I get questions from people all the time about whether you need to be a photographer to come on the tour. And what about spouses? Are there things for them to do as well? And sometimes people want to move at different speeds. There are people who want to go all day long and there are those that don’t. How do we deal with this?
The answer is that I tailor my trips to my attendees. Sure, I am a photographer, and most of the people that come on my trips are photographers of some level. But most of them have spouses, who usually are not photographers and have no interest in photography. Sure, they may like to get a picture of a pretty sunset on their phones, but that’s about it. I work to make sure they have the best trip of their lives as well.
It all comes together in the way I do the itinerary – make that itineraries. I make at least three for every day of every tour. First, I make my suggested itinerary. This is what I think you will want to do. It is usually built around the idea of getting some great pictures, but not always (more on that in a second).
When I am done with that itinerary, the process does not end. Instead, I take a look at it and ask myself “would a non-photographer like this?” After doing that, I might make a different one for those that aren’t interested in photography. In any case, when I am done, I take another look at the schedule from the standpoint of the desired level of activity. Some people want to go, go, go the entire time and “will sleep when I’m dead.” Others can’t go that hard, or just don’t want to. (I don’t want to either, some days.) So then I make a more relaxing version of the schedule. It has the stuff you absolutely need to see, but includes plenty of time for relaxing at the hotel, shopping, hanging at the pub or cafe, etc. You don’t necessarily have to get up early or stay out late.
And then, of course, I make a more ambitious schedule. This is for those that want to be taking pictures at sunrise, touring all day, and capturing sunset, and going the whole time.
With Photographers and Non-Photographers In Mind
There is a lot of overlap in these schedules. As an example, let’s say it is the France tour and we are in Paris. Well, everybody wants to go to the Eiffel Tower, and the Arc de Triomphe, and the Louvre, and so on. So our normal daytime activities are pretty much combined. Photographers can take pictures as we go, and non-photographers can do the same thing with their phones. Frankly, during the daytime hours, it isn’t much different since the photographers probably aren’t using tripods. The difference will be that the photographers will likely want to get out very early and do a sunrise shoot while the others will sleep in and have breakfast.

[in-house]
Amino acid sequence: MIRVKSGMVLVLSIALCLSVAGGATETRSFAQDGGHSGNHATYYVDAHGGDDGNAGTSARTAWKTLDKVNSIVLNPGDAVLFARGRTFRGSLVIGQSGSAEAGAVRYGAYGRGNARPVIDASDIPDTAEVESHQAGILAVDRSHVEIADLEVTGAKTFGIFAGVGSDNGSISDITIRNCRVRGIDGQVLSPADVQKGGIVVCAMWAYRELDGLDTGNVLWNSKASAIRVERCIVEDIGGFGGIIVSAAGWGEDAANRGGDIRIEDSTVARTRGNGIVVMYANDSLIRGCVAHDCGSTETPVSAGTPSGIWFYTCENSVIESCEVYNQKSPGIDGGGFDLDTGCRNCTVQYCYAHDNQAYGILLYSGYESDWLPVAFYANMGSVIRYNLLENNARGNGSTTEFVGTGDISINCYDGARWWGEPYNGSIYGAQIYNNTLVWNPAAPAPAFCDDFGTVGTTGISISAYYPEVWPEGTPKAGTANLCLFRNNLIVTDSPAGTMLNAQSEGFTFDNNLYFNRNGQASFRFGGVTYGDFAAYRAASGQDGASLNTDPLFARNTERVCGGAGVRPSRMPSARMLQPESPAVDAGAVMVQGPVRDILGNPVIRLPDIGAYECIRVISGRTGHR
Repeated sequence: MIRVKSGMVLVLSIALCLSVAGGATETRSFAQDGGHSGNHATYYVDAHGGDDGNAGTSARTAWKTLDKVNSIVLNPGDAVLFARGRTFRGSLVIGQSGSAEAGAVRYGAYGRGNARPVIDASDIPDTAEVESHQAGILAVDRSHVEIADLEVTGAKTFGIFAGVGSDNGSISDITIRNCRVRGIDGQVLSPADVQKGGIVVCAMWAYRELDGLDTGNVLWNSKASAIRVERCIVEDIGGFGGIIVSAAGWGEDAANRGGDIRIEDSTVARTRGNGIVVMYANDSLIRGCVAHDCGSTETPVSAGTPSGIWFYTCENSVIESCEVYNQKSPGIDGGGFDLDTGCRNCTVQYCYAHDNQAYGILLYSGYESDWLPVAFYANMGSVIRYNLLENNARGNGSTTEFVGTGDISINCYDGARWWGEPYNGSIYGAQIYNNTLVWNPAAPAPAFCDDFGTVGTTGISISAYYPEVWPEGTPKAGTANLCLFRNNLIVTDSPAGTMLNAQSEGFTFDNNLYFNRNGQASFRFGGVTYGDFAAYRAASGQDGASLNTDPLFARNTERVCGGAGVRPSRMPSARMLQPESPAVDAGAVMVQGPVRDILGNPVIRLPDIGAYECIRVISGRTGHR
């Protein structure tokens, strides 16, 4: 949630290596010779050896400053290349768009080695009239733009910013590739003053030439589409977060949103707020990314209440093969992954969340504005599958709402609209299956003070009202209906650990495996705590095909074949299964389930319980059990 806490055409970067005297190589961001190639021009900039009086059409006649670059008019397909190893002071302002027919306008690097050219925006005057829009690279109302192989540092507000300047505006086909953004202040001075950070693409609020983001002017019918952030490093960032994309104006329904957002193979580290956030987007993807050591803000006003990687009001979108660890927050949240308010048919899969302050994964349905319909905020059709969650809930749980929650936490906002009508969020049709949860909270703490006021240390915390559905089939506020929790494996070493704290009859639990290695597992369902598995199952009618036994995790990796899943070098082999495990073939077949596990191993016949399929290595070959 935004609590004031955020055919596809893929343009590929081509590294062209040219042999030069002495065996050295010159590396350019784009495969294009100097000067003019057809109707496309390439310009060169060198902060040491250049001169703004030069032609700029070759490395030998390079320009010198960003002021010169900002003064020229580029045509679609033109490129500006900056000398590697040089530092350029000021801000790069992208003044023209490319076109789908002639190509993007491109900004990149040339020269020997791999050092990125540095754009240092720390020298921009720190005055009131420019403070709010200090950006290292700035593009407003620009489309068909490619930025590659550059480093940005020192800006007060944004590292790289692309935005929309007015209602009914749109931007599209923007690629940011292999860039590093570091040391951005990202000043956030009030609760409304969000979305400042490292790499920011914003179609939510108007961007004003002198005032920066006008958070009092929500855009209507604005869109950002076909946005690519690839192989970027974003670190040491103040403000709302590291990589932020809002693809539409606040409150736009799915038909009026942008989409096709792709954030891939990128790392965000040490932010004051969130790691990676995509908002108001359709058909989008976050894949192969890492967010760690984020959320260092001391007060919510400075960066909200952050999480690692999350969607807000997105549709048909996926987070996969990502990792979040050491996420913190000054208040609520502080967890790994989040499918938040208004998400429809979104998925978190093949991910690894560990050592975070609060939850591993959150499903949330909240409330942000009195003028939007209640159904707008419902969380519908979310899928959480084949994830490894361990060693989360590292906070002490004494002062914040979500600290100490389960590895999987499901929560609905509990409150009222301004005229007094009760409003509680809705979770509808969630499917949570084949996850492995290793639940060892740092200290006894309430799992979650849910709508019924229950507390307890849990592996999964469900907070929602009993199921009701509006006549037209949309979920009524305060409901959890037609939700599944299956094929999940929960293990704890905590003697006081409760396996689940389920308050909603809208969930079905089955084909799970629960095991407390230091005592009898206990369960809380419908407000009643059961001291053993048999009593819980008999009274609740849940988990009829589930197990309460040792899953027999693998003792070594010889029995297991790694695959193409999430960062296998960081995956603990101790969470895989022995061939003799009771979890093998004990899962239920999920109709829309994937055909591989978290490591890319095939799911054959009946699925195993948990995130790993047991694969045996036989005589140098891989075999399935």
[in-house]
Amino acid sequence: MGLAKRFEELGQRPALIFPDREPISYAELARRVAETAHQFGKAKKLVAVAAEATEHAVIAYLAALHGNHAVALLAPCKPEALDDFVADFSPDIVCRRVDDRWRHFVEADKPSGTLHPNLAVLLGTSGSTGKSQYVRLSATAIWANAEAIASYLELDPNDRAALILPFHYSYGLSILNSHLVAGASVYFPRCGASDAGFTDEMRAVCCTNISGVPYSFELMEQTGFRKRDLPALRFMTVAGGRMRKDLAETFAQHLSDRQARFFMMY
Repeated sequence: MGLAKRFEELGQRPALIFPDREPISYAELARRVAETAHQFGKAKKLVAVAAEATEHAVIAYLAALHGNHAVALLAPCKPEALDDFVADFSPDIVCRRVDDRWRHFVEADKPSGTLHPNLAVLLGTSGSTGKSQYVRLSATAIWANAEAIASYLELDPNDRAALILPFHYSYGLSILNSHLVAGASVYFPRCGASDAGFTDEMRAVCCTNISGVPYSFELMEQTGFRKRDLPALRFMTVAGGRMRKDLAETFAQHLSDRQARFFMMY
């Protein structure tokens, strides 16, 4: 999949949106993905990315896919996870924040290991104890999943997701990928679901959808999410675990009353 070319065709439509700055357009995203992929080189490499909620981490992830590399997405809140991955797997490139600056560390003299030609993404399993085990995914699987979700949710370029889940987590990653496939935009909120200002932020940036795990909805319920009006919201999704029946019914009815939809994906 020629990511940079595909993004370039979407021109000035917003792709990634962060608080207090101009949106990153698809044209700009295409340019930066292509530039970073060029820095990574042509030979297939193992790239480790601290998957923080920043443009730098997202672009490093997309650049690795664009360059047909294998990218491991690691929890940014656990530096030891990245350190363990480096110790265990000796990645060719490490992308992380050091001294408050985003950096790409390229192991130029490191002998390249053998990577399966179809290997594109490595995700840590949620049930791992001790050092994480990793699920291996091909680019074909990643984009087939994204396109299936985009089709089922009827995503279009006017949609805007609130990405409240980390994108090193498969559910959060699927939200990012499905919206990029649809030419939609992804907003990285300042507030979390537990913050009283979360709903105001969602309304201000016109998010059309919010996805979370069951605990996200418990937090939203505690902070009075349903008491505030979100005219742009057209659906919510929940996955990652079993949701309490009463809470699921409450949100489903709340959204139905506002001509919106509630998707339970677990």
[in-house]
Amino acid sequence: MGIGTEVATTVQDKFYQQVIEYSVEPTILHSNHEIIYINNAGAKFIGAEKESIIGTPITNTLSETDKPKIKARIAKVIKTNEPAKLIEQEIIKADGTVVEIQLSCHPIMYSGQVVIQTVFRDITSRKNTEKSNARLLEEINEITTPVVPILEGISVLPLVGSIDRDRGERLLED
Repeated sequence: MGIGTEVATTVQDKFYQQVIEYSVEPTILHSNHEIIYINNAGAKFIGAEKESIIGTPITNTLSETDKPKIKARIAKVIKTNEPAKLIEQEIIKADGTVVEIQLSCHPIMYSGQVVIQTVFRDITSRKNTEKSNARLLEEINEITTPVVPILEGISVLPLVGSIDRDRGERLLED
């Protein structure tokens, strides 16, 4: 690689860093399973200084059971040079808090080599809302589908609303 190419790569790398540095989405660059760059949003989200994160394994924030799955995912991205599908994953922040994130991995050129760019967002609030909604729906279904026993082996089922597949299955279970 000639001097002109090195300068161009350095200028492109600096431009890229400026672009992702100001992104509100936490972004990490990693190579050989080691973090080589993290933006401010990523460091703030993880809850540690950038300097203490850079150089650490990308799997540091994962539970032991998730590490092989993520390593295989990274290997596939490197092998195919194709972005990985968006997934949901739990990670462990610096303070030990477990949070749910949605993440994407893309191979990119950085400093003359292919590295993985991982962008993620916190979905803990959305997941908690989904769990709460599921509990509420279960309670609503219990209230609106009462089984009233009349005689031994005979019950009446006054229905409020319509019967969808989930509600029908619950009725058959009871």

Everybody wins in this scenario. I learned this on my own family vacations. I would come back from a morning of shooting already happy with what I had done, and wouldn’t try to rush anyone out the door to get moving. I was happy – I had taken pictures when the light was good. My family was happy that I wasn’t rushing them and they go to leisurely prepare for the day and have breakfast.
Anyway, after the morning where people are doing different things, the group meets up and does things together. But don’t forget that we’ll have opportunities for different levels of activity. So if there is something you don’t want to do, you can do something else. If I know what you want to do ahead of time, I’ll work with you to make a schedule that is tailored to you. I bring my wife Susan on tours and her primary job is to make sure everyone is having a good time.
Focus on Fun
Even for photographers, I don’t create tours where you are standing behind a tripod all day. My tours go to amazing places with a lot to see and do. It just doesn’t make sense to go to Paris and spend all your time on photography. You’d miss out on a lot. Sure you can (and probably should) have your camera with you all the time, but in the middle of the day when the light is harsh you are better off focusing on touring the city anyway. We’ll focus on photography when you can get some dramatic shots, like sunrise, sunset, and even at night. Even in Ireland, which is amazingly scenic and usually lends itself to great photographs, it is important (and fun) to spend some time learning about the Irish, experiencing pub life, and doing other things. My tours try to balance that with photography.